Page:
National Weather Summary for Wednesday, July 13, 2016
by David Moran, on Jul 13, 2016 11:34:12 AM
Thunderstorms are expected across portions of the Central Plains and Great Lakes on Wednesday ahead of a cold front. As the front continues to move eastward slowly, thunderstorms will be possible across the Great Plains and Ozarks on Thursday. In portions of the Ohio Valley and Northeast, thunderstorms will be possible as a cold front moves through the region. By Friday, thunderstorms will be possible from the Great Plains through the Mid South ahead of a cold front.
Scattered thunderstorms are expected to develop and advance to the east across Region 1. Conditions are favorable for some of these thunderstorms to become severe with a large hail and damaging wind threat, but an isolated tornado or two cannot be ruled out.
In addition to the severe weather threat, there will be a threat for excessive rainfall for portions of the Mid Mississippi Valley. Rainfall accumulations of 1-2 inches with locally heavier amounts in excess of 3 inches will be possible, aggravating any existing flooding conditions.
Isolated severe thunderstorms will be possible across portions of southern Kansas, Oklahoma, and northwestern Texas. Conditions are not overly favorable for the development of thunderstorms, but by late afternoon and evening, strong heating should allow for isolated thunderstorms to develop over portions of Region 2. These storms will track southeast through the late evening hours. Currently, the threat for severe weather appears to be rather isolated. The primary hazards with any storms that develop will be hail and strong winds, as well as frequent lightning and heavy rain.
Strong to Severe Thunderstorms Possible on Thursday for the Great Plains and Ozark Plateau
Thunderstorm development is expected during the afternoon ahead of a slow moving cold front across the Plains. Strong instability and wind shear will allow some thunderstorms to become supercells. These storms will lead to a threat for large hail and damaging winds during the late afternoon, across western portions of the region. As thunderstorms move eastward into the Southern Plains and eventually the Ozark Plateau, they will likely merge into a squall line, with the main severe weather hazard expected to be damaging winds.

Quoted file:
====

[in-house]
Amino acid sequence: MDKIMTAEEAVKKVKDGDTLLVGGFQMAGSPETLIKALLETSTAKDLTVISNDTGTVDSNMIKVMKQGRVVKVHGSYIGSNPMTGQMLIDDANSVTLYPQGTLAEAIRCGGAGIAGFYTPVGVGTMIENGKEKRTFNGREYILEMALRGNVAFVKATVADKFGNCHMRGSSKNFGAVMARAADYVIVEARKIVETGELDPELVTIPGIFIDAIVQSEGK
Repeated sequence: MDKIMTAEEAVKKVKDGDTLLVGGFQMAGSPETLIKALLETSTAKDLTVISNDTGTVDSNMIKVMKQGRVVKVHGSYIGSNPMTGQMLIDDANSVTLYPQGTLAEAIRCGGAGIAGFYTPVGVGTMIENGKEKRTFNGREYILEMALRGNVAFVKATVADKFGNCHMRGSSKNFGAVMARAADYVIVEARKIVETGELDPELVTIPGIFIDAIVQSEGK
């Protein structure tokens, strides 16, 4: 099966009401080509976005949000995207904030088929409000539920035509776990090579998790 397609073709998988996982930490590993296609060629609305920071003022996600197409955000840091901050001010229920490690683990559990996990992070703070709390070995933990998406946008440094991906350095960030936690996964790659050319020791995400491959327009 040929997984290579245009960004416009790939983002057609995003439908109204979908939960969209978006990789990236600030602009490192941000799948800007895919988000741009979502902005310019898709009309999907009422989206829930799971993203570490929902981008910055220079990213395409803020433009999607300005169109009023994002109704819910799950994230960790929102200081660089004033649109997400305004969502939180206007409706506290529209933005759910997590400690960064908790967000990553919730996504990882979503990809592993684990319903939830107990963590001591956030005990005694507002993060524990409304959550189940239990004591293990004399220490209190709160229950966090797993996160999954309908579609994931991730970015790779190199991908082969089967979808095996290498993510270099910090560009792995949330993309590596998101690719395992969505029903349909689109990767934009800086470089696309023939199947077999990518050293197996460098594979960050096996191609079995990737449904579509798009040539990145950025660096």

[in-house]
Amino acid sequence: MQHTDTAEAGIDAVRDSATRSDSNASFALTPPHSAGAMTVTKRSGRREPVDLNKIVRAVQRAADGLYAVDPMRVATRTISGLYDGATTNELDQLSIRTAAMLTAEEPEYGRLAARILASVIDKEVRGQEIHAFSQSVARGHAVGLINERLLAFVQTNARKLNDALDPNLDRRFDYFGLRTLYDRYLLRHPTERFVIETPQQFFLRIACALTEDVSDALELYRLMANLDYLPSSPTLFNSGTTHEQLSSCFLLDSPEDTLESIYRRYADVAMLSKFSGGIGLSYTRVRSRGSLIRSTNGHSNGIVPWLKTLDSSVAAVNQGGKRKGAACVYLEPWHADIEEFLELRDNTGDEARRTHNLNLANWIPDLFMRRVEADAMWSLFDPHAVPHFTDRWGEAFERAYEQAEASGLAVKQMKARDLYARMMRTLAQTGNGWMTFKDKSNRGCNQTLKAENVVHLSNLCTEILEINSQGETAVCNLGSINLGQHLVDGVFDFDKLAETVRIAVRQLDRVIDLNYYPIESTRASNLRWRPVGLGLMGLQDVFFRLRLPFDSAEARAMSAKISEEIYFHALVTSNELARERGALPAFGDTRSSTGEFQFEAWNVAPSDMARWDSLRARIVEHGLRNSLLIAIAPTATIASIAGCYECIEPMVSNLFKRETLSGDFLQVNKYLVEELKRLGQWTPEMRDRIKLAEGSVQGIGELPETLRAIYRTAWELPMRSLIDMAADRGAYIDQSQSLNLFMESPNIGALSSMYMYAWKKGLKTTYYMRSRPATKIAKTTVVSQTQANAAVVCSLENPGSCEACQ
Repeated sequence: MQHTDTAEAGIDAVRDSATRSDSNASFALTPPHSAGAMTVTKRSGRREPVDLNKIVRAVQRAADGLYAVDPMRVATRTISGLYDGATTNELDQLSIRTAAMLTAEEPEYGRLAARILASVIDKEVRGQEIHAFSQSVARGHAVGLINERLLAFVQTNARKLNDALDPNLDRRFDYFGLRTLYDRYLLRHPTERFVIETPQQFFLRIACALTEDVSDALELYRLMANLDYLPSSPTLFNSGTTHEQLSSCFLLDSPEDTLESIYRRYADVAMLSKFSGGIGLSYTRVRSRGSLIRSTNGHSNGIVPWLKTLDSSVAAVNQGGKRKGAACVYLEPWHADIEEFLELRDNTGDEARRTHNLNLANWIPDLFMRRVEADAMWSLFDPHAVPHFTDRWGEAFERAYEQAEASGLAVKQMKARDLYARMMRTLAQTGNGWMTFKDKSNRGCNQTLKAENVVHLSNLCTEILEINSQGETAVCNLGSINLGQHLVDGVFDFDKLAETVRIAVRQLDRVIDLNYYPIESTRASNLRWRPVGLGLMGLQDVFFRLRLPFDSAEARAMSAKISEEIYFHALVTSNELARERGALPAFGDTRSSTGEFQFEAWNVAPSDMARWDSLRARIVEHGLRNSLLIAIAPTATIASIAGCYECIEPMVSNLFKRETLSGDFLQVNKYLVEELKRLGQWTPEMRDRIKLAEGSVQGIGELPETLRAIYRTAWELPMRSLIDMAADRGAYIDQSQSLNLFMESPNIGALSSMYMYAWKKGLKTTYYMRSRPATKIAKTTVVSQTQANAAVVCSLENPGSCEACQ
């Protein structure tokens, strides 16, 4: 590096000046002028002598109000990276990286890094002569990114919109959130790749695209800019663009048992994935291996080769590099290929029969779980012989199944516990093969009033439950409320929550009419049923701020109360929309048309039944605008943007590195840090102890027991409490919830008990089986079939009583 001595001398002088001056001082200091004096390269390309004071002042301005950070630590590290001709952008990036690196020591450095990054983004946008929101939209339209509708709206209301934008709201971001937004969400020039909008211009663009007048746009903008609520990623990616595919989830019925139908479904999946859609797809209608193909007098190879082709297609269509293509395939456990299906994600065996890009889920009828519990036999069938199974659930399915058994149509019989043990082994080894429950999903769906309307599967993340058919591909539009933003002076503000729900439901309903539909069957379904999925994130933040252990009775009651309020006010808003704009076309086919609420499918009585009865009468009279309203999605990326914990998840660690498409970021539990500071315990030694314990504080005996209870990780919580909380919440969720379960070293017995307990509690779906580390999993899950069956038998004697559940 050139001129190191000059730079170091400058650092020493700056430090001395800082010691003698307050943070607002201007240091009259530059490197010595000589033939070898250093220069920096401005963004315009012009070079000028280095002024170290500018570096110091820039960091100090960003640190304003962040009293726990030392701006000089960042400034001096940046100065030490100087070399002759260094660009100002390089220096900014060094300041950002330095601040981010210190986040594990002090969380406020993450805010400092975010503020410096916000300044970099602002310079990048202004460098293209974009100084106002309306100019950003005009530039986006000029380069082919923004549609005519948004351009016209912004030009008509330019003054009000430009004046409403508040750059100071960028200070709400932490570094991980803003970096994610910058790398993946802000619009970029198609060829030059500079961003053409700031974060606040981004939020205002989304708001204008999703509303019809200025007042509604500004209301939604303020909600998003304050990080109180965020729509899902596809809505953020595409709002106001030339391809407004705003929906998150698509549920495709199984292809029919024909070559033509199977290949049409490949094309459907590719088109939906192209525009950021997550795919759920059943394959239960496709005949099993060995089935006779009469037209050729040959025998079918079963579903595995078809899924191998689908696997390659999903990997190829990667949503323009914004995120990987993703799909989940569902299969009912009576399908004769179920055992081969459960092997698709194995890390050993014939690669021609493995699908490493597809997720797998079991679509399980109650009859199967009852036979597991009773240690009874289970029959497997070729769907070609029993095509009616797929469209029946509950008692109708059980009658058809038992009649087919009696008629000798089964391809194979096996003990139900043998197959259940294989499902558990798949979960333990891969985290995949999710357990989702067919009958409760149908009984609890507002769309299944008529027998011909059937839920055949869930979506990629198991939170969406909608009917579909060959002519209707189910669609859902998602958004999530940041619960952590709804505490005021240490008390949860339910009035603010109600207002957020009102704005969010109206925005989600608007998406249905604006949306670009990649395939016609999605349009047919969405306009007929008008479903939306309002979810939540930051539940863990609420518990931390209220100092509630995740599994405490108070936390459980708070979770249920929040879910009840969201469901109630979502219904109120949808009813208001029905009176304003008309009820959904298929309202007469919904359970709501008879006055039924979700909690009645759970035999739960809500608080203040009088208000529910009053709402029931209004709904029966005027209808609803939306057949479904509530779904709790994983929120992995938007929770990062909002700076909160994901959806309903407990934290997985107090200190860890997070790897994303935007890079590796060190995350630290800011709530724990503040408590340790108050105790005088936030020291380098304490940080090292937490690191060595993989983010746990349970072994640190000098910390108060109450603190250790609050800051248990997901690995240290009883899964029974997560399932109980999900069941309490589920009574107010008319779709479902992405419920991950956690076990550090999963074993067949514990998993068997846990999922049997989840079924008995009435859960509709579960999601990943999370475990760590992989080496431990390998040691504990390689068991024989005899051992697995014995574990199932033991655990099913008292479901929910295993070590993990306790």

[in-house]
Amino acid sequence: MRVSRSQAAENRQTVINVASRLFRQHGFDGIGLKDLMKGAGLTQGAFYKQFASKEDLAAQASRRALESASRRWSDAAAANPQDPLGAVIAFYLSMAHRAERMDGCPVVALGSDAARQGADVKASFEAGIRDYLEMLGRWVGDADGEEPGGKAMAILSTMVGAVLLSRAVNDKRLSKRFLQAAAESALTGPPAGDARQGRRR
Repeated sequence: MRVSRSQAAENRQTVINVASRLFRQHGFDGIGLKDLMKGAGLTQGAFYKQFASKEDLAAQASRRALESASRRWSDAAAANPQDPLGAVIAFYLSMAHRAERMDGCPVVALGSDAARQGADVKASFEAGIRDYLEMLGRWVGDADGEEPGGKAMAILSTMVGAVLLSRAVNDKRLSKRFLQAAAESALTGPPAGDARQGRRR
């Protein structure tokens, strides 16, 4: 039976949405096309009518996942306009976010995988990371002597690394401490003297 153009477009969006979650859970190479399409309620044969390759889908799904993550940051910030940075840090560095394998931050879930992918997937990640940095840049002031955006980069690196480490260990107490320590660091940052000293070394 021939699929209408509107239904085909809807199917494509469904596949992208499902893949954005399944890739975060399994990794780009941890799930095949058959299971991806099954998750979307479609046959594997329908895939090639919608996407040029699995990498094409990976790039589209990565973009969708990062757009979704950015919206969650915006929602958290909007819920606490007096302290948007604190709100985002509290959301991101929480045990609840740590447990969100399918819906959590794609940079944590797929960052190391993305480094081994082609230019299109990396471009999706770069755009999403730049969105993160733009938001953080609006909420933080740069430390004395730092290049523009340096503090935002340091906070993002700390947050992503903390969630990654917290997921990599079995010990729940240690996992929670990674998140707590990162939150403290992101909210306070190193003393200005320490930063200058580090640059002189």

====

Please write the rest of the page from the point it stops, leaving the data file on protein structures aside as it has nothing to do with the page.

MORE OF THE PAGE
In addition to the severe weather threat, locally heavy rainfall will be possible across southern Kansas and Northern Oklahoma. Widespread rainfall amounts of 1-3 inches will be likely, with locally higher amounts in excess of 4 inches possible.
SPC Convective Outlook for Thursday
Strong to Severe Thunderstorms Possible Thursday for the Ohio Valley and Northeast
Thunderstorms will likely develop ahead of an approaching cold front from the Ohio Valley into the Northeast. While the overall severe weather threat is low, a few thunderstorms may become strong. Damaging winds will be the primary hazard, but some of the stronger storms may produce small hail as well.
SPC Convective Outlook for Thursday
Strong to Severe Thunderstorms Possible from the Great Plains to the Mid South on Friday
Thunderstorms will be possible Friday across a large region extending from the Great Plains through the Mid-South along the tail end of a cold front. While the overall severe weather threat is expected to be low, a few thunderstorms will likely become strong to severe, with damaging winds likely to be the primary hazard.
SPC Convective Outlook for Friday
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